Psychotherapy may be important because anxiety and depression are often the result of these unexpressed emotions. So therapy is an important way to manage the emotions. I will also at the end of the posting give you a technique you can use on your own as well for when you are feeling anxiety and working on avoiding the anger outbursts, etc.
Let's work on the six ways you can begin to build a healthy life program for yourself: conferring with your doctor, diet, exercise, spiritual life, motivational reading and psychotherapy. The first four are to help you feel more involved and in control of yourself and what's going on inside. The psychotherapy can actually teach you skills and give you tools for managing your symptoms.
Conferring with your doctor: you may want to have testing for hormonal levels and nutritional deficiencies. These also occur, by the way, as we become more adult with our hurried diets. Your doctor may want to head straight toward antidepressants or anxiety medications. This is up to you. I tend to avoid medicating as a first choice because it's a lifelong rollercoaster with medications. But I don't negate its ability to help if truly needed.
Diet: cut out coffee, sugar, white flour. That may be tough. But you will see results as some of the newer research shows. And lean meats only. No fast food restaurants, no fatty foods. See what I mean about getting involved in controlling what's happening? With diet changes you are treating your problem with respect: you are acknowledging you need to make changes to get your body feeling better. It will help you feel more in control again.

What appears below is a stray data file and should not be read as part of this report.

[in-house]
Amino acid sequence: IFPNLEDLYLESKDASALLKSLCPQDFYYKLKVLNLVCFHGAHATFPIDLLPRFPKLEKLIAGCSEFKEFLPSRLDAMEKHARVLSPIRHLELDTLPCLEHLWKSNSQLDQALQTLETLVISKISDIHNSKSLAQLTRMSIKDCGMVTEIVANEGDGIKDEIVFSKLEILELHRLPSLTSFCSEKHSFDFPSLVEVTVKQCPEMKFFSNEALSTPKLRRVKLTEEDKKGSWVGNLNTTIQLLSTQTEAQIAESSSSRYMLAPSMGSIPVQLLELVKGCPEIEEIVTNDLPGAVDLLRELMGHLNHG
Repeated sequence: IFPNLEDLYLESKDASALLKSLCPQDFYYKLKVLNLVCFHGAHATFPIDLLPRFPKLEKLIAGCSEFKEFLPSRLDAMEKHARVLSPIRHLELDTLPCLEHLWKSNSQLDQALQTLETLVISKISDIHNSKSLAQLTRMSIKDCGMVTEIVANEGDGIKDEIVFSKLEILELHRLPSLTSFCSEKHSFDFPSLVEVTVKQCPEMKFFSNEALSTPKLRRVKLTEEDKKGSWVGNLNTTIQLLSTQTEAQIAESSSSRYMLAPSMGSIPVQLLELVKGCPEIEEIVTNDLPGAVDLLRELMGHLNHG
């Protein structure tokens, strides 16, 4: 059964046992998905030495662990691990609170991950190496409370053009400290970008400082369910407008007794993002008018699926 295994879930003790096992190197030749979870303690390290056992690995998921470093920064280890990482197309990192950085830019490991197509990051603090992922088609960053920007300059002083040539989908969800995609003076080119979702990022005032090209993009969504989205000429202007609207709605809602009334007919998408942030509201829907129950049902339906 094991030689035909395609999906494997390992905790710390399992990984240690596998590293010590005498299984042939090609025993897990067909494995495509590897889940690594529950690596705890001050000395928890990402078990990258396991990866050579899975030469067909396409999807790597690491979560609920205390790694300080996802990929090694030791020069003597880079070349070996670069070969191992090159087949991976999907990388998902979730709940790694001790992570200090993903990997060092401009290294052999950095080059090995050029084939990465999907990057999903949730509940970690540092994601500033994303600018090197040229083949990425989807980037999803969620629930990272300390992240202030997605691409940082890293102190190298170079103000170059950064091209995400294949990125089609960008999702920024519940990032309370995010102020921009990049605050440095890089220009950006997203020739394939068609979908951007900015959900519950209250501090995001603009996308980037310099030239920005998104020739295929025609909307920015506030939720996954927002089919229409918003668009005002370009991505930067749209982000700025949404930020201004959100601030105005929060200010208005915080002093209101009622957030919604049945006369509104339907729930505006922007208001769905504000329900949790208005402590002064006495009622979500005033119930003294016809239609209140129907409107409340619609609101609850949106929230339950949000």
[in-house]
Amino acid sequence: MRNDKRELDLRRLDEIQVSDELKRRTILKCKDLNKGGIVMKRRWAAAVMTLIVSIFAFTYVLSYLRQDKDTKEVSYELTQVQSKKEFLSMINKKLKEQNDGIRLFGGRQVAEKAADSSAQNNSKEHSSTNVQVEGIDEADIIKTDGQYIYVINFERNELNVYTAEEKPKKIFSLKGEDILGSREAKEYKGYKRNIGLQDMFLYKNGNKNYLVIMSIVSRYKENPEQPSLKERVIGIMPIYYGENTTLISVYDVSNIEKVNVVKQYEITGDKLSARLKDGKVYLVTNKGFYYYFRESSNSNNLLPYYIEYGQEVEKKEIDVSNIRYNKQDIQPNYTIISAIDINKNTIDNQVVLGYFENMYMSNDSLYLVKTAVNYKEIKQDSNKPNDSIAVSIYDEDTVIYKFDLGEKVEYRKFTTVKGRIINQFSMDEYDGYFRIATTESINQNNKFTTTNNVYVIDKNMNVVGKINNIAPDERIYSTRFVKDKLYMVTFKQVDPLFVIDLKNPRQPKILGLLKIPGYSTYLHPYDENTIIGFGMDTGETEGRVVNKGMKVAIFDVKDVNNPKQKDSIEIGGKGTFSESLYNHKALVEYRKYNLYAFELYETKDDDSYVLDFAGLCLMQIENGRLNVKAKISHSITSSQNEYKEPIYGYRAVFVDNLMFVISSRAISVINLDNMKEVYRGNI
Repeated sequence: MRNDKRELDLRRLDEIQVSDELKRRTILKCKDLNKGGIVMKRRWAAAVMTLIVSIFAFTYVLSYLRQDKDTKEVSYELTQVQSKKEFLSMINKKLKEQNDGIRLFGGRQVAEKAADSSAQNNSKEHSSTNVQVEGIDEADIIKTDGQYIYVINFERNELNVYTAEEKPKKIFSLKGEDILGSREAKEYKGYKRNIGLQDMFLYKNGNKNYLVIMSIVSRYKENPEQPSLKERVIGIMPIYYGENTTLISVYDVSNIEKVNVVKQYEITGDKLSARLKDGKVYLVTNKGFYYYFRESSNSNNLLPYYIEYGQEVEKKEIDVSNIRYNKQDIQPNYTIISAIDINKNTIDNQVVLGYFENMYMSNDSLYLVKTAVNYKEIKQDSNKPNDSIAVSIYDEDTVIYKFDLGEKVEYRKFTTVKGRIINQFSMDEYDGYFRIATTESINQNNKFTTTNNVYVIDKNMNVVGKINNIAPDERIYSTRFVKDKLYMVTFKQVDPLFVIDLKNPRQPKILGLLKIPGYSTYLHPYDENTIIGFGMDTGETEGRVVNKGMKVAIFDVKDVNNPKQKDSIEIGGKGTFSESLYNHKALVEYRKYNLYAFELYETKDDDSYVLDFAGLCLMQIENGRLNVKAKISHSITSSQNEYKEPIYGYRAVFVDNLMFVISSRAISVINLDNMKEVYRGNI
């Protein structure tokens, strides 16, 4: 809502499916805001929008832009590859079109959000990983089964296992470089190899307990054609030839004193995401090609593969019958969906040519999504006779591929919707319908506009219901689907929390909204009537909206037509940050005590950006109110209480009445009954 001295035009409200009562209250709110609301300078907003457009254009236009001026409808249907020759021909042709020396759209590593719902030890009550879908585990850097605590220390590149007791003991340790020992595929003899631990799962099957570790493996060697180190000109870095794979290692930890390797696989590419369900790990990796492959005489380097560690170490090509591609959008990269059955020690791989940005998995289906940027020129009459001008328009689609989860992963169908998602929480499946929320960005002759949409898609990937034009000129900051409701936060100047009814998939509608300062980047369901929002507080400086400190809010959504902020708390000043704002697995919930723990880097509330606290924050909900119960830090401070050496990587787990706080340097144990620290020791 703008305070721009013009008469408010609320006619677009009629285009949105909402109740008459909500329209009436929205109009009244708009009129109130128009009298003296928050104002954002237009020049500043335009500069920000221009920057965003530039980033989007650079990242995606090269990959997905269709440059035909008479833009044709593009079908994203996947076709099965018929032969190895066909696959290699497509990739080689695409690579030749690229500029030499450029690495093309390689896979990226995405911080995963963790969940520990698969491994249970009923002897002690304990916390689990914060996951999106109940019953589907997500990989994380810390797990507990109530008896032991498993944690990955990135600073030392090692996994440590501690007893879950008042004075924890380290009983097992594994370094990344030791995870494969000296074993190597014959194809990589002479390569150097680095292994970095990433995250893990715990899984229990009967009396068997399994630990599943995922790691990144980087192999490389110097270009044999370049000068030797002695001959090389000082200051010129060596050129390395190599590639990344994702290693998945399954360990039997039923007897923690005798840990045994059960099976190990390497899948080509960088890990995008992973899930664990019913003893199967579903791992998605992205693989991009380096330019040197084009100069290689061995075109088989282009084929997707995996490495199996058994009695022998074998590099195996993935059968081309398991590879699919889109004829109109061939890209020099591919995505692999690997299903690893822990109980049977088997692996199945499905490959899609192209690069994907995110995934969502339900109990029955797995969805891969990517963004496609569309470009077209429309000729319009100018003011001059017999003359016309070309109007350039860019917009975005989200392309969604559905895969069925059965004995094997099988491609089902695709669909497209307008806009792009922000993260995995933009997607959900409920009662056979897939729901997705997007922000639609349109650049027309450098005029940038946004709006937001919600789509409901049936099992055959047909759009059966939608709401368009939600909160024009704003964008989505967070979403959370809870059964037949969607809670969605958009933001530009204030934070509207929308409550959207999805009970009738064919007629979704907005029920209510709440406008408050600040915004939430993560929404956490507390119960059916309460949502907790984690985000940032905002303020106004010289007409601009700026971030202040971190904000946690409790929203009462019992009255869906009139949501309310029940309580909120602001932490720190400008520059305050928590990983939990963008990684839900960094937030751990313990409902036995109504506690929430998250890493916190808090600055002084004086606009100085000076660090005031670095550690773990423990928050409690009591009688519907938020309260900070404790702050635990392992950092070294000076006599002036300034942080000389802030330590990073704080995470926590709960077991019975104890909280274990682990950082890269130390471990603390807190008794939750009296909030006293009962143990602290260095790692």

Vitamins can be useful for moods. A good quality daily vitamin, for example. One of the most important supplements is Omega 3 fatty acids, either in fish oil or capsules or in flax seed oil. Buy good quality. The clinical dosage is 1,600-3,000 mg daily. There are herbal preparations available to promote calm and those are worth a try if not too expensive. All these things you should get at the biggest and most frequented health food store and ask them for the best brands they trust in terms of quality.
Exercise: 5 days a week moderate exercise, to include 3 days of strength training as you get more used to it. Pretty amazing isn't it? I told you it would require work, but what you put in to it you will get out of it. Your doctor will verify the research results showing the benefit.